The good news…

World / Climate Change

8/ Extinction Rebellion have hit the streets across the world this week to demand government action on climate change.  Dutch police arrested 130 activists in Amsterdam after they blocked a bridge in the centre of the city. In France, hundreds of activists blocked a route to the national assembly in Paris for several hours but were later dispersed by police. In Brussels, demonstrators occupied the gardens of the royal palace while in Melbourne protesters said they would hold a “spring rebellion” of civil disobedience this week including blocking traffic. Extinction Rebellion is using two weeks of civil disobedience to pressure governments to do more to combat greenhouse gas emissions. (The Guardian / The Guardian 2)

Other notables…

  • One of Britain’s and northern Europe’s rarest and most elusive mammals has been discovered living in the east of England for the first time in 115 years. The return to Kent of the greater horseshoe bat has delighted and astounded conservationists, who are now examining whether climate change is shifting the species’ range. (The Guardian)

  • Excruciatingly thin grizzly bears in Canada are fresh evidence of the dire consequences of climate change and vanishing food sources for wildlife. Canada’s climate is warming twice as fast as the global average, devastating the salmon population, according to a report by Fisheries and Oceans Canada. It’s critical for grizzlies to fatten up now, before winter.

  • A new study by researchers at the University of Maryland and the Chinese Academy of Sciences reveals a complex interplay between soil fungi and tree roots that could be the cause of rare-species advantage. ​(Phys)
  • Australia’s central bank has delivered a clear warning that climate change is exposing financial institutions and the financial system more broadly to risks that will rise over time if action isn’t taken. (The Guardian)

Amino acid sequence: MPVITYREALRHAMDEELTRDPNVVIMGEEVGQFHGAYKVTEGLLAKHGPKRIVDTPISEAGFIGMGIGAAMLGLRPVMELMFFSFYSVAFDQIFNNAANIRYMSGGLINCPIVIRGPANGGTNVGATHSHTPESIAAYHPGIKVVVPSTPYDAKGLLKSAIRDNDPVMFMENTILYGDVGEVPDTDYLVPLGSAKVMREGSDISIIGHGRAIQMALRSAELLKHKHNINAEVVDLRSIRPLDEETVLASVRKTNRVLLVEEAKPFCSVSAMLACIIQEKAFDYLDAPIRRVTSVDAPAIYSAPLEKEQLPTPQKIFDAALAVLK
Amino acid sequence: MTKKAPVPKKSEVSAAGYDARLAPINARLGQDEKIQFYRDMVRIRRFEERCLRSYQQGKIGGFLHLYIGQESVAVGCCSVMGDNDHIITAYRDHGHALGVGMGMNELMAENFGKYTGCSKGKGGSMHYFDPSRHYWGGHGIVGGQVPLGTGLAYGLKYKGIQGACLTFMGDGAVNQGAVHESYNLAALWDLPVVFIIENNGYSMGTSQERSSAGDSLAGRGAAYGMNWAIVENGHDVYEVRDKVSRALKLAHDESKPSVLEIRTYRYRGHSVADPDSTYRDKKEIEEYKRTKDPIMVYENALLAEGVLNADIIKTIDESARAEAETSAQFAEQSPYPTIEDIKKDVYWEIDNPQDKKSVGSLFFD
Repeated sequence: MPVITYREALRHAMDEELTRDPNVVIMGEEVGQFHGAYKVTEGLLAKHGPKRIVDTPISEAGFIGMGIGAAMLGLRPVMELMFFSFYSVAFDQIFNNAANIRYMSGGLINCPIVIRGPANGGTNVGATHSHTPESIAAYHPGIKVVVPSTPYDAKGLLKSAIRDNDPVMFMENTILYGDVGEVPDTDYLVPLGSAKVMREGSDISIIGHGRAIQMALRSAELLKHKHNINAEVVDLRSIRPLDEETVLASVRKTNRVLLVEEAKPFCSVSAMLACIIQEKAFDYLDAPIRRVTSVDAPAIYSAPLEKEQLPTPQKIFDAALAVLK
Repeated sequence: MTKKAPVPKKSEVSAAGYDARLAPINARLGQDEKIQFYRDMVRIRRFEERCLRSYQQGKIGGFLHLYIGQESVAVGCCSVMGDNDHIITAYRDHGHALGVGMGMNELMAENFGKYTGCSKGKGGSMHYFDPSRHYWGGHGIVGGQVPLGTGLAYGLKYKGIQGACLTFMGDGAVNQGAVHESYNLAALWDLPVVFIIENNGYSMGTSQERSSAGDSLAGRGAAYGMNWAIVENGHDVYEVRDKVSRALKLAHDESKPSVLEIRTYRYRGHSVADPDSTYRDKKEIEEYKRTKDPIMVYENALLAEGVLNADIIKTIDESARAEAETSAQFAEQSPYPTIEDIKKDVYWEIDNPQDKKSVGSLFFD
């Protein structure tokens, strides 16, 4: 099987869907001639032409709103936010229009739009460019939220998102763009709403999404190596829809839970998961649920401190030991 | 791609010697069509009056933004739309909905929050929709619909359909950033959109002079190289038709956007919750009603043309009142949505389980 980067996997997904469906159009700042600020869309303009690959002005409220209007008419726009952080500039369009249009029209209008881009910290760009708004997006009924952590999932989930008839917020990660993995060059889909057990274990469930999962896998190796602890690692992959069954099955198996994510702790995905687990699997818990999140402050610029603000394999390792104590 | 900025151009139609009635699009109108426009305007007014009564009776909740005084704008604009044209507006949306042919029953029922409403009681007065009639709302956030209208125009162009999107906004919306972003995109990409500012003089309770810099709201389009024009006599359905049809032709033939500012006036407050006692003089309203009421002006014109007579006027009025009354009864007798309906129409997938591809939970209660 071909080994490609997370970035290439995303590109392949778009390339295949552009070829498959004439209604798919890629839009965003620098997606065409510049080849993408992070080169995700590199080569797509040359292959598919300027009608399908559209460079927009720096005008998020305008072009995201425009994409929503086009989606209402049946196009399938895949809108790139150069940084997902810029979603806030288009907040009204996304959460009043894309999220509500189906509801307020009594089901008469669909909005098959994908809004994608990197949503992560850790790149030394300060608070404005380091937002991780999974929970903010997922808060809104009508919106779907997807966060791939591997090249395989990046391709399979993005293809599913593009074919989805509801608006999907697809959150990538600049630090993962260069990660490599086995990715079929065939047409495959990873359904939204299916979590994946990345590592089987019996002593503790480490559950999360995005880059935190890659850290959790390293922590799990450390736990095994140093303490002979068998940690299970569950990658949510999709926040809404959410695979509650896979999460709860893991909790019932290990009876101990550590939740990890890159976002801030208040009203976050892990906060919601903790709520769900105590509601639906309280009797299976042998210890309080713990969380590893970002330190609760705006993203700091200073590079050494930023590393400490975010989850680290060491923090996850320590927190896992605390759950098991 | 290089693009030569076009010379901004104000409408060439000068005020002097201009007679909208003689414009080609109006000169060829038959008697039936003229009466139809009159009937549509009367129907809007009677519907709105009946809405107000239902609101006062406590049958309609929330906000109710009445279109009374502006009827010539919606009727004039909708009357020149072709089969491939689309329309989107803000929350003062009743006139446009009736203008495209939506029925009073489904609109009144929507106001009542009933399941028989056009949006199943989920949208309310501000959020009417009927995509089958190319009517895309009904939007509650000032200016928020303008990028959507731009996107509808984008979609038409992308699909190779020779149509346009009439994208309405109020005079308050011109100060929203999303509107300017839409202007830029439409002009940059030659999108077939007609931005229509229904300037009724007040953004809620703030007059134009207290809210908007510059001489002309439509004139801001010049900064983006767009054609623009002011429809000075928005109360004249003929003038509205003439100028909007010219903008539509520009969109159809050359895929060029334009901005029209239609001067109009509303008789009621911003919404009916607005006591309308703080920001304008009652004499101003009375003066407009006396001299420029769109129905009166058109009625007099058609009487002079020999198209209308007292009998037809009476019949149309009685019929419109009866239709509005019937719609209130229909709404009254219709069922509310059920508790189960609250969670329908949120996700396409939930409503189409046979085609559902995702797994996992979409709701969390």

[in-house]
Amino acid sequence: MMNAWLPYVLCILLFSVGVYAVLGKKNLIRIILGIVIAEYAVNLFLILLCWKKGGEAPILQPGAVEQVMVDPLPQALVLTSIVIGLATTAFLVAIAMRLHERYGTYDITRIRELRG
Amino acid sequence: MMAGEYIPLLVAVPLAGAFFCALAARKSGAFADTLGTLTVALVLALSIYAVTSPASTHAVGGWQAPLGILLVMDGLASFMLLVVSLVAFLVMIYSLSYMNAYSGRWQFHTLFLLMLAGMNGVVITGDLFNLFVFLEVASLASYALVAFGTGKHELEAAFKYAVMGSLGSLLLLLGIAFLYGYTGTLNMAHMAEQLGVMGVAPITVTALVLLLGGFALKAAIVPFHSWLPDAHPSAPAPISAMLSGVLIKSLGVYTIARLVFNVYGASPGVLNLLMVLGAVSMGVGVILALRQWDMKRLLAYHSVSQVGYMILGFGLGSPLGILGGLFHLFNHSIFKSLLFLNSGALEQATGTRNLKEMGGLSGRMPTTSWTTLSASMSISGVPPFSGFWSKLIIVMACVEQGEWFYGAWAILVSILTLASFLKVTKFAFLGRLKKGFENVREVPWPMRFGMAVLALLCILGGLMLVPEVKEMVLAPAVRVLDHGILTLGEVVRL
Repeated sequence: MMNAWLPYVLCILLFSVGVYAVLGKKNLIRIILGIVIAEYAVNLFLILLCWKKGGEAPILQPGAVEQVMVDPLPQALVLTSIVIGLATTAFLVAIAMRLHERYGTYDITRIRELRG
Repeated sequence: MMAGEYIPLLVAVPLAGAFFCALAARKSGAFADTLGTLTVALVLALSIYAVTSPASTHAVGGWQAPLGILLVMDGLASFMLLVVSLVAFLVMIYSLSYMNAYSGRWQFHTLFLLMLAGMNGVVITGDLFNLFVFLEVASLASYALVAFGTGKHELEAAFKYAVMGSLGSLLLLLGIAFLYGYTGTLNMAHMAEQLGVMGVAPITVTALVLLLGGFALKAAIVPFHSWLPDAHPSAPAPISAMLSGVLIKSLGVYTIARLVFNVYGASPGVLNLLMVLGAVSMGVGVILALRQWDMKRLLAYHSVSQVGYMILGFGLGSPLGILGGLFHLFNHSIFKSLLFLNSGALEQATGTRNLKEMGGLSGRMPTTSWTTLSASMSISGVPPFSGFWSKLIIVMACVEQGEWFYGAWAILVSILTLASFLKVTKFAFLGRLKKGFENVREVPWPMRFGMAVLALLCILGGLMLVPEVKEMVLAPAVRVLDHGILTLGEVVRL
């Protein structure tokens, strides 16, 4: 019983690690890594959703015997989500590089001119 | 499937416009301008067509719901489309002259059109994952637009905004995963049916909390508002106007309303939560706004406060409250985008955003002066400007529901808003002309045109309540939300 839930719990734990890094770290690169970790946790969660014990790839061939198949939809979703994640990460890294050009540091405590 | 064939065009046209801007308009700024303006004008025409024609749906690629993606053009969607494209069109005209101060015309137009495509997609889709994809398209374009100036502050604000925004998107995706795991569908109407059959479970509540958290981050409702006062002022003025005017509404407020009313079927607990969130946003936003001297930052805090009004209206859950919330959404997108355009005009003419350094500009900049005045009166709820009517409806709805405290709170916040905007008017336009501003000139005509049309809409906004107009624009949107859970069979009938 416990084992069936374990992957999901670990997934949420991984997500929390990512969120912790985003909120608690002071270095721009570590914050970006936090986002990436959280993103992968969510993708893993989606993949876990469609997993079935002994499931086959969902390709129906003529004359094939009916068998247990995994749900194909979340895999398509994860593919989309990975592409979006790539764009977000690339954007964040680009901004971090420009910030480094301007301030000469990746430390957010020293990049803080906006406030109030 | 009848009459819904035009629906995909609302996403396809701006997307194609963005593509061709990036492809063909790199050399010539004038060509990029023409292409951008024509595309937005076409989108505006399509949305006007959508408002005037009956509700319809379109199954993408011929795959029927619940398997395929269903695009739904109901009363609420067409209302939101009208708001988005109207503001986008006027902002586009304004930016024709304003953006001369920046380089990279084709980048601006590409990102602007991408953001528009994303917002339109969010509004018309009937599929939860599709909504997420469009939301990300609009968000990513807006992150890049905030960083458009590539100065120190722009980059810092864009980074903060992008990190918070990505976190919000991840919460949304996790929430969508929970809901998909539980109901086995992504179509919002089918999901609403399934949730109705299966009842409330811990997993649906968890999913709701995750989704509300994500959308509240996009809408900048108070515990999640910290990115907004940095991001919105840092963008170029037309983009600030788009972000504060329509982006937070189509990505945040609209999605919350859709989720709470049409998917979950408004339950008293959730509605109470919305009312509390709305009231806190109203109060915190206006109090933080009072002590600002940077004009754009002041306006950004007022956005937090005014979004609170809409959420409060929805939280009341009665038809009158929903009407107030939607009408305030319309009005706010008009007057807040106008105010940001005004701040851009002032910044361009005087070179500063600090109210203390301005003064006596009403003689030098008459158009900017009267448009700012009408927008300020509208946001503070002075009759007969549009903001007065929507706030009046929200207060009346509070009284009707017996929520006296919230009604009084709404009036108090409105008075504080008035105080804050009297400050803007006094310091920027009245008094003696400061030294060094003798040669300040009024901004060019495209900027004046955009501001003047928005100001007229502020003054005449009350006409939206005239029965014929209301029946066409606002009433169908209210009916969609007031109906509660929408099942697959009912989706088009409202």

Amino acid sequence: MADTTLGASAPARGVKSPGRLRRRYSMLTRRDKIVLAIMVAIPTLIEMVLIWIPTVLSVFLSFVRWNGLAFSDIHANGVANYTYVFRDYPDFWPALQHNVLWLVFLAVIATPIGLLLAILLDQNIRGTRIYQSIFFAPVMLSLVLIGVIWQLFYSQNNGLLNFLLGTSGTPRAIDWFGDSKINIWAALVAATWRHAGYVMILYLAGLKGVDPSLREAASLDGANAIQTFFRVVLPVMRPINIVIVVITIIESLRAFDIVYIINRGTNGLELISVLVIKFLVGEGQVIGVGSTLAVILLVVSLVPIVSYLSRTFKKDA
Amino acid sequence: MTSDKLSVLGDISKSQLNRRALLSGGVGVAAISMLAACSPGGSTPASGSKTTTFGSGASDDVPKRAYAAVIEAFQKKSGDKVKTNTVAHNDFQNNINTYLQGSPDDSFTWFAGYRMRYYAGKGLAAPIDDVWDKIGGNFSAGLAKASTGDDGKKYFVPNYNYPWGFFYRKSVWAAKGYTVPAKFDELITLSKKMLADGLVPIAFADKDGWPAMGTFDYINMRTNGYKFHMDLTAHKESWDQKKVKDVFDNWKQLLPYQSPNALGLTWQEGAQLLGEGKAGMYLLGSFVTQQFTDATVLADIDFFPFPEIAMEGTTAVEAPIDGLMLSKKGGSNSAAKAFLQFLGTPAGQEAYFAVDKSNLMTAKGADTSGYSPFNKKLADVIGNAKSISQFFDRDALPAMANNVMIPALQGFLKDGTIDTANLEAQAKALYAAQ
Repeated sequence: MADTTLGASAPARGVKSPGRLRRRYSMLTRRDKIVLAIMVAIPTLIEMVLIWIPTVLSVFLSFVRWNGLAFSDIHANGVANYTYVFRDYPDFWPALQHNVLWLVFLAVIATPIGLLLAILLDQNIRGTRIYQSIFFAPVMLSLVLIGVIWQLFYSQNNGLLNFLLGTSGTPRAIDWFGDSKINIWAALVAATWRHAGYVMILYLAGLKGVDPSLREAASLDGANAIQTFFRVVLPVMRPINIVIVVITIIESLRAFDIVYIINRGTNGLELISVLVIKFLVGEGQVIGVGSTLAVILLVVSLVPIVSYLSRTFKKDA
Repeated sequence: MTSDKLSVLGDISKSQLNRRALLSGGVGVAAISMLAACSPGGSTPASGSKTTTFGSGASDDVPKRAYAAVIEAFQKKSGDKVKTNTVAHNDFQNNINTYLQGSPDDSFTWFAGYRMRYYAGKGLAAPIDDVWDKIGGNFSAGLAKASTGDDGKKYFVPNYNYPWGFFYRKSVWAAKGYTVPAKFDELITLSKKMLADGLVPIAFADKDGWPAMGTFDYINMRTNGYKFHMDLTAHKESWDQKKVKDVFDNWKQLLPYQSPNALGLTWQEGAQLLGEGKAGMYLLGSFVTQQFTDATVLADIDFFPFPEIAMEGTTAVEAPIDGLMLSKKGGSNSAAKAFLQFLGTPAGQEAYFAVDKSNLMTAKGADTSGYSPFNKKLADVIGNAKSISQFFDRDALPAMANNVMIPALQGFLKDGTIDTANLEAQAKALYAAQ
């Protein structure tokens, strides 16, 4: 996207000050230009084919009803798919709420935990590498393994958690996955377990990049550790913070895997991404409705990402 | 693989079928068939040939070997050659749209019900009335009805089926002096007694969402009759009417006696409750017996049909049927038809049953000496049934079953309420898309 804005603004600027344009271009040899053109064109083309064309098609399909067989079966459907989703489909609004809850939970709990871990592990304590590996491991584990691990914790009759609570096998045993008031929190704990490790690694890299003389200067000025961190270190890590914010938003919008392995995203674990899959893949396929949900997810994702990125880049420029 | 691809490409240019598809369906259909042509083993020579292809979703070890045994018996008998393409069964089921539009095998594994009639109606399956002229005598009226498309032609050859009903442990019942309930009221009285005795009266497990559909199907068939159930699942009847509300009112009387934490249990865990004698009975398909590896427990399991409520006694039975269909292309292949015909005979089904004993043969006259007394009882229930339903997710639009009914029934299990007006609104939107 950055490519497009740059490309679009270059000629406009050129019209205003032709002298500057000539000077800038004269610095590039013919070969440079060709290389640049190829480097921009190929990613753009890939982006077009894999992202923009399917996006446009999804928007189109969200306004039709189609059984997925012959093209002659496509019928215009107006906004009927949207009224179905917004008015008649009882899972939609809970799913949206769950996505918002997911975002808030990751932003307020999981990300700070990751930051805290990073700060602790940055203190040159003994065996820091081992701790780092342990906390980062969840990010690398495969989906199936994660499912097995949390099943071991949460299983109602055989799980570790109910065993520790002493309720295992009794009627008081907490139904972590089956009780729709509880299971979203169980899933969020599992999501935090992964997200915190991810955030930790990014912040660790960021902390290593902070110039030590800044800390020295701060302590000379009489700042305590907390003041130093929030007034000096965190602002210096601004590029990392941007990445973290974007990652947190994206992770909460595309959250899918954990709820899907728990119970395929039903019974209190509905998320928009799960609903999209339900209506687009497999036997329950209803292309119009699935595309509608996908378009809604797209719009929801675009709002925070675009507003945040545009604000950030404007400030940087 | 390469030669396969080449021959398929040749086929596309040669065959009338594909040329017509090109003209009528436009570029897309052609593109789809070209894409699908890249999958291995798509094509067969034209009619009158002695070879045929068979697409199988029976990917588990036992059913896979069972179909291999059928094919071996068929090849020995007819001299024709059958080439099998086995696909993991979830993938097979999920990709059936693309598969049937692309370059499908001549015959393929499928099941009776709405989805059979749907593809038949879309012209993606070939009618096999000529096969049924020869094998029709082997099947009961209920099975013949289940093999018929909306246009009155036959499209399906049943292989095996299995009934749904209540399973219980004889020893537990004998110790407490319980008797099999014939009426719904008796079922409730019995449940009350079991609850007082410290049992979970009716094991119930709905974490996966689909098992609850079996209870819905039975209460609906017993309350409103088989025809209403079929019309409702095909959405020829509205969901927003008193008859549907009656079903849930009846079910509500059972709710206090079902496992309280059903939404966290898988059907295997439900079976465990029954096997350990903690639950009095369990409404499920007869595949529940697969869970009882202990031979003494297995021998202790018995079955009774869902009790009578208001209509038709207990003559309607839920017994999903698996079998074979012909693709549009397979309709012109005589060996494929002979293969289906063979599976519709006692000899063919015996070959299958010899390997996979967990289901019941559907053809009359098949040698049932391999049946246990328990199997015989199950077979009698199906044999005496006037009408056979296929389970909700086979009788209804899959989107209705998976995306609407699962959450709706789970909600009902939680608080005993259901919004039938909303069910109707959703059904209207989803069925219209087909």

• The pāua, New Zealand’s most famous shellfish, lauded globally for its iconic multi-colored shell, is under threat with climate change, new research reveals. (Phys)
  • The UN’s Food and Agriculture Organization (FAO) pledged on Friday to work hand in hand with the people of the Pacific to improve nutrition, and mitigate the worst effects of climate change, which pose an existential threat to many island nations across the region. (UN)
  • Bilbies have been reintroduced to the Mallee Cliffs national park in the far south-west of New South Wales in an effort to restore populations of the marsupial, which is regionally extinct in the state. Greater bilbies haven’t been seen in the national park for more than a century. (The Guardian)
  • Tesco, M&S and several other UK supermarkets admit that they cannot guarantee that soya from deforested areas is not in their supply chain despite commitments to phase out its use. (The Guardian)
  • A dying baby turtle that washed up on a beach in Florida had 104 pieces of plastic in its stomach. Experts say it was one of just dozens of young turtles that have starved to death in the area after eating microplastics in the sea this year. (Independent)
  • A reward of €30,000 is being offered for information about the presumed death of a rare wolf in Belgium and her cubs. Naya was the first wolf to be sighted in Belgium in a century when she was first spotted in northeast Belgium in January last year. But neither Naya nor her cubs have been seen since May, when a night-vision camera operated near the Dutch border captured images of them. (Independent)
  • An insecticide is likely to be behind the deaths of almost 200 native birds in northeast Victoria, Australia environment officials believe. (The Guardian)
  • As the Dutch government tries to comply with a court order to cut nitrogen pollution, hundreds of angry farmers hit The Hague in protest. Tjeerd de Groot, an MP from the center-left coalition D66 party, proposed reducing nitrogen emissions by halving the country’s livestock population — cutting the number of pigs by 6 million and chickens by 50 million. (Politico)